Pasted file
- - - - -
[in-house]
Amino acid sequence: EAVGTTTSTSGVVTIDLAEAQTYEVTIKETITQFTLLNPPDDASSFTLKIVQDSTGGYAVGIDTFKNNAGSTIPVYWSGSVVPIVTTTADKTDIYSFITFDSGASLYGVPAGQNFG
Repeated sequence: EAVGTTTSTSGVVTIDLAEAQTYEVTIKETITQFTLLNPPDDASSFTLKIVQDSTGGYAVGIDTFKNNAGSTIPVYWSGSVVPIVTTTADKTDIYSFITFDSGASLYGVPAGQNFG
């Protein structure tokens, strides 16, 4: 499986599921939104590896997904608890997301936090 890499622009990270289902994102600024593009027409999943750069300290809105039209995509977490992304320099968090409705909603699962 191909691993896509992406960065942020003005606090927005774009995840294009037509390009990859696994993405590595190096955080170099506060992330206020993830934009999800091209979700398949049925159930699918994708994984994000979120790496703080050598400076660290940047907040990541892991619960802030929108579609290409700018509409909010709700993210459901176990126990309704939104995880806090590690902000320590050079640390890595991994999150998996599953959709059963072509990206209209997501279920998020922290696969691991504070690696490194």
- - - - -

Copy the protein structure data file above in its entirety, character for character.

[in-house]
Amino acid sequence: EAVGTTTSTSGVVTIDLAEAQTYEVTIKETITQFTLLNPPDDASSFTLKIVQDSTGGYAVGIDTFKNNAGSTIPVYWSGSVVPIVTTTADKTDIYSFITFDSGASLYGVPAGQNFG
Repeated sequence: EAVGTTTSTSGVVTIDLAEAQTYEVTIKETITQFTLLNPPDDASSFTLKIVQDSTGGYAVGIDTFKNNAGSTIPVYWSGSVVPIVTTTADKTDIYSFITFDSGASLYGVPAGQNFG
């Protein structure tokens, strides 16, 4: 499986599921939104590896997904608890997301936090 890499622009990270289902994102600024593009027409999943750069300290809105039209995509977490992304320099968090409705909603699962 191909691993896509992406960065942020003005606090927005774009995840294009037509390009990859696994993405590595190096955080170099506060992330206020993830934009999800091209979700398949049925159930699918994708994984994000979120790496703080050598400076660290940047907040990541892991619960802030929108579609290409700018509409909010709700993210459901176990126990309704939104995880806090590690902000320590050079640390890595991994999150998996599953959709059963072509990206209209997501279920998020922290696969691991504070690696490194």